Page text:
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‘House of Pain’ Gym Prevents Restraining Order by St. Louis County Executive Sam Page for Breaking Lockdown – ‘Removes’Case to Federal Court – Stands Up for Individual Rights

Posted on 19 May 2020

Guest post by Richard Blaine

The saga of the gymnasium House of Pain (HOP) versus the St. Louis County Executive Sam Page continues.   (See here and here.) 

The House of Pain (“HOP”) was forced to re-open prior to the end of St. Louis County Executive Same Page’s “stay at home order” and Page responded by filing a lawsuit against HOP, seeking not only a restraining order to shut them down, but also monetary sanctions.  

As you’ve read [here], St. Louis County’s best and brightest lawyers made a boneheaded error and failed to sue the correct business.  This allowed HOP to file a motion to dismiss this past Friday.  The motion was denied, and the County was granted leave to file an Amended Petition (in complete shame, because if they had done literally two minutes of investigation, they would have discovered the correct legal entity).  The hearing on the County’s restraining order should have occurred today, but HOP lawyer Chris McDonough removed the lawsuit out of St. Louis County Circuit Court (a State-Level Circuit Court) to the United States District Court for the Eastern District of Missouri – more commonly referred to as “MOED.”

Case Removal – A Basic Explanation of What’s Happening

To be able to file a lawsuit, a plaintiff (the party which initiates a suit) must have a cause of action – an accepted theory of why a court should give them a remedy for their problem.  These types of remedies can be based on ancient common law, newer common law, or state or federal causes of action created by legislative statute.

When a plaintiff files suit against a defendant in a state court, federal law permits the defendant to remove the case to federal court within thirty (30) days IF the case either: (a) raises a federal issue (i.e., a statutory cause of action); or (b-1) is brought with total diversity of the defendants, visavis the plaintiff – i.e., there is not a single defendant that is from the same state as the state of residence of the plaintiff, and (b-2) the monetary amount at stake in the suit is in excess of $75,000.  In this case, HOP removed on the basis of Diversity Jurisdiction, because HOP’s company is technically based in Florida.

An example of removal for diversity jurisdiction of the federal court would be a Texas plaintiff suing Peabody Energy for an amount in excess of $75,000.  Peabody is based in St. Louis, Missouri, and the amount sought exceeds $75,000, so there is total diversity, and Peabody could, at its sole discretion, opt to remove the case to federal court.  The catch for the defendant is it only has 30 days to remove the case, or else the power is lost (absent some nuanced circumstances).  Once the defendant makes the decision to remove, neither the plaintiff, nor the state court (absent nuanced problems) has any ability to stop the process.  In this case, HOP removed on the basis of Diversity Jurisdiction.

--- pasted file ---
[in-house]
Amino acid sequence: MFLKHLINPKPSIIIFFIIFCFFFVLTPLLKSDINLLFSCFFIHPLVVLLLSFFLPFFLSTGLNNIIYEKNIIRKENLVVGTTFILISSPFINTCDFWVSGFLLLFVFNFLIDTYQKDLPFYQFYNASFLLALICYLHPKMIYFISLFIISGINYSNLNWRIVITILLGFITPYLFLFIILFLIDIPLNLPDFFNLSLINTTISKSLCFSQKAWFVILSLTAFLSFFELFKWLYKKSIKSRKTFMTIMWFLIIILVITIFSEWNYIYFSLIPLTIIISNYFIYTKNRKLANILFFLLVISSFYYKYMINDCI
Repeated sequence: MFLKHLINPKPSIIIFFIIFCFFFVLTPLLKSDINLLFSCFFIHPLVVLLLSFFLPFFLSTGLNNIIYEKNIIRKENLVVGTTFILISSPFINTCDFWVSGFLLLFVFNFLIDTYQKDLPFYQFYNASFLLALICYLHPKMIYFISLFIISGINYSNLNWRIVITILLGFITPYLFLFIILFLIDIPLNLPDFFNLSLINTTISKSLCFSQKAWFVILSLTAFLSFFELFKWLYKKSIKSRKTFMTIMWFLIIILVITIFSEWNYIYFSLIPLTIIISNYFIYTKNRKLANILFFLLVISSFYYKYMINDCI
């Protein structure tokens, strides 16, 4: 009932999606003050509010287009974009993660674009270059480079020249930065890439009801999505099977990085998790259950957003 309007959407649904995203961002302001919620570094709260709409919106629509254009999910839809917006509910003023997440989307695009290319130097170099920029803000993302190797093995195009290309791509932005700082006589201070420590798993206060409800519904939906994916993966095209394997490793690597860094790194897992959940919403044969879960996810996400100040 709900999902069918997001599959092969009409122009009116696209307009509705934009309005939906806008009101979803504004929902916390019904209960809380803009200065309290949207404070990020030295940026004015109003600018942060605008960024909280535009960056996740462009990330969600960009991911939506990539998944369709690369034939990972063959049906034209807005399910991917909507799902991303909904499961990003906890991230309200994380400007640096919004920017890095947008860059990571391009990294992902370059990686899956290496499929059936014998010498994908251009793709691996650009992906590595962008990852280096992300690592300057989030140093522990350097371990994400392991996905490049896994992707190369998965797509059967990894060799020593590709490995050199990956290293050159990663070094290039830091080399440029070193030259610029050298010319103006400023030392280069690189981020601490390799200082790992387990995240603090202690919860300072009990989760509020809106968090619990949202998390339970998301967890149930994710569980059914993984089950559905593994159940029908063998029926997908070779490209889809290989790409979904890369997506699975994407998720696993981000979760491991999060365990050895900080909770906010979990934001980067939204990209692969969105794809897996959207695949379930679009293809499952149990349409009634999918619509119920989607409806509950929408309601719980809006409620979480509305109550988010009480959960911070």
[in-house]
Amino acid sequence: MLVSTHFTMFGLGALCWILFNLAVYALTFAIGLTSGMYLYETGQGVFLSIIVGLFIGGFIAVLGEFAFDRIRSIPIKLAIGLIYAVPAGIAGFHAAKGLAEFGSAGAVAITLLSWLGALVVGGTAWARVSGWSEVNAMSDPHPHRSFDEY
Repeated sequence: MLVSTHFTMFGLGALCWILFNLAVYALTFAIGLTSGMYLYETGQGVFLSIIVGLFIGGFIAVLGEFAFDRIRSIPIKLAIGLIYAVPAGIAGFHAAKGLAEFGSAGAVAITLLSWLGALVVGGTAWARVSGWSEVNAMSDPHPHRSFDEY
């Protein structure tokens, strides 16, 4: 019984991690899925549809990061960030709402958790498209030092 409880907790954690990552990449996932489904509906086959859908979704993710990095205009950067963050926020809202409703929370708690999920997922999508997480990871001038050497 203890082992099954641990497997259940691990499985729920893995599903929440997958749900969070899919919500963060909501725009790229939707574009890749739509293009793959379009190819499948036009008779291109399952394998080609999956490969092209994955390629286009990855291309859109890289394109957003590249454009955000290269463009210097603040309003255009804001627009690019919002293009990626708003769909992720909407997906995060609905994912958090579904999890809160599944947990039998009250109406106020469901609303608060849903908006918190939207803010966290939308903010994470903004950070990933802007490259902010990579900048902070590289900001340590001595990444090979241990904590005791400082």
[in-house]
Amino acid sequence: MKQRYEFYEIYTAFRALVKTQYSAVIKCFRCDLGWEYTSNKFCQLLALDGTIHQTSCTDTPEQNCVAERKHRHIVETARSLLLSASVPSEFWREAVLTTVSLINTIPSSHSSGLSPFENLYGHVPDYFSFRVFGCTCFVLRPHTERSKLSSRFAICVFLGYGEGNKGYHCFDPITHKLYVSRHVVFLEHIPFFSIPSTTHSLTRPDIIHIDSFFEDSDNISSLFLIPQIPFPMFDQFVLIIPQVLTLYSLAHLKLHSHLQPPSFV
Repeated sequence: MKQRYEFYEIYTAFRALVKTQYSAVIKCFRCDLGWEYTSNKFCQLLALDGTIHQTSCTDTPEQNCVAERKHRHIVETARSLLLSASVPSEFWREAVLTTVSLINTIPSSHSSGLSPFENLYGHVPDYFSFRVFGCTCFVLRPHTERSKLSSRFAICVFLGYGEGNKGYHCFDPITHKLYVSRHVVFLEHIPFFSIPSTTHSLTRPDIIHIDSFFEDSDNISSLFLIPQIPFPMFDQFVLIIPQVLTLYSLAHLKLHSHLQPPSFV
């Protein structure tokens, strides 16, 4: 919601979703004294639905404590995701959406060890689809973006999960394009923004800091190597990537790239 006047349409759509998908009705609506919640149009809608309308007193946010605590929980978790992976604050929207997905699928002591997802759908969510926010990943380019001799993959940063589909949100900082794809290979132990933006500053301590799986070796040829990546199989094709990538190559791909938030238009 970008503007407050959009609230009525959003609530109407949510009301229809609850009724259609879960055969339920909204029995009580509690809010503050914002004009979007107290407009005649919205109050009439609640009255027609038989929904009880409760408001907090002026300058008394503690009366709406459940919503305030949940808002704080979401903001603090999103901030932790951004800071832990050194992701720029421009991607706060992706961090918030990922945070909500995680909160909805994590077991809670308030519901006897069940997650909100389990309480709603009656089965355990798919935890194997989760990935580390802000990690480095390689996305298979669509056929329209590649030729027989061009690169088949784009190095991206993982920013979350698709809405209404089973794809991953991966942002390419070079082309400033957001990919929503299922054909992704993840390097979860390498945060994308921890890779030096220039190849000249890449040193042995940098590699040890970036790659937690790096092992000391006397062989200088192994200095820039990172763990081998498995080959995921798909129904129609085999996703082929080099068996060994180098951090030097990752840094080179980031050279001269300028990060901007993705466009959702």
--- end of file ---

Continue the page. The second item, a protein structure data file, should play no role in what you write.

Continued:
HOP likely removed the case because the judge in its case – Judge Heggie – is a former lawyer for the Missouri Democratic Party.  But removing the case suggests that HOP is either buying some time (not much), or else that it intends to take the fight all the way to SCOTUS.  Had they remained in State Court, they could have had the benefit of seeking a resolution at the Missouri Supreme Court, and using Missouri’s own Constitution, which may or may not have proved more favorable.  There may have been a marginally better chance of winning at the state supreme court level but HOP chose the federal venue.

The immediate problem for HOP is they will face a group of federal judges in MOED, who have a history of support for the minimization of individual rights.  MOED is part of the 8th Circuit.

HOP will certainly lose at the Federal District Court level, and it’s more than likely HOP will lose at the 8th Circuit level as well, should they appeal.  The MOED district court is a rubber stamp for governmental power – ditto that for the 8th Circuit Court of Appeals.

HOP may lose the TRO, meaning they will be immediately shut down – absent intervention from the public, by way of protests.  By the time this makes its way to the 8th Circuit Court of Appeals, Tyrant Page will likely have fully re-opened the County, and the County will argue, on appeal, that the issue is moot, and therefore not proper for adjudication.

At that point, probably 3 weeks from now, HOP will have a compelling argument, though.  HOP will be able to argue, similar to Jane Roe, in Roe v. Wade, that the issue is likely to come up again.  For this reason, HOP can argue that it needs the 8th Circuit to rule upon the matter, because St. Louis County may do the same thing a few months from now.

The 8th Circuit will likely punt on the issue, and deny the appeal on the grounds of mootness.  HOP’s only shot at winning this in the courts is to leverage a “conservative” majority.  But, color me skeptical.

HOP’s best chance of making a difference, is to lead by example – to lead a mass of protesters and deny St. Louis County Police the ability to shut down the gym.

We live in a country which is no longer free.  Oligarchs – in business and in the government – control our lives and will not let us win legitimately.  Civil disobedience, led by courageous people in unique situations – such as House of Pain – are the only means by which WE THE PEOPLE, as opposed to billionaire plutocrats and business and governmental oligarchs, can effect change.  They’ve taken everything else from us.

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